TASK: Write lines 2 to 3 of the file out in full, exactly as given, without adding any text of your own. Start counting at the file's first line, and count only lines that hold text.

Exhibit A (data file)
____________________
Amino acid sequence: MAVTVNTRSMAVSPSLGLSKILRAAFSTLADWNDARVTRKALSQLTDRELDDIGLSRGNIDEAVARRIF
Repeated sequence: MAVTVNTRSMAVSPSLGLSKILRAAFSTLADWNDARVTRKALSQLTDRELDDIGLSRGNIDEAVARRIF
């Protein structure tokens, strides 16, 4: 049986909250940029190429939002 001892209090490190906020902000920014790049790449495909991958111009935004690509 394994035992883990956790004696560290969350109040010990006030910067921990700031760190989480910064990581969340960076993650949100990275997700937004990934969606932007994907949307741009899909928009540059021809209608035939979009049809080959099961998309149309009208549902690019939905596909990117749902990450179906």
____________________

Repeated sequence: MAVTVNTRSMAVSPSLGLSKILRAAFSTLADWNDARVTRKALSQLTDRELDDIGLSRGNIDEAVARRIF
């Protein structure tokens, strides 16, 4: 049986909250940029190429939002 001892209090490190906020902000920014790049790449495909991958111009935004690509 394994035992883990956790004696560290969350109040010990006030910067921990700031760190989480910064990581969340960076993650949100990275997700937004990934969606932007994907949307741009899909928009540059021809209608035939979009049809080959099961998309149309009208549902690019939905596909990117749902990450179906």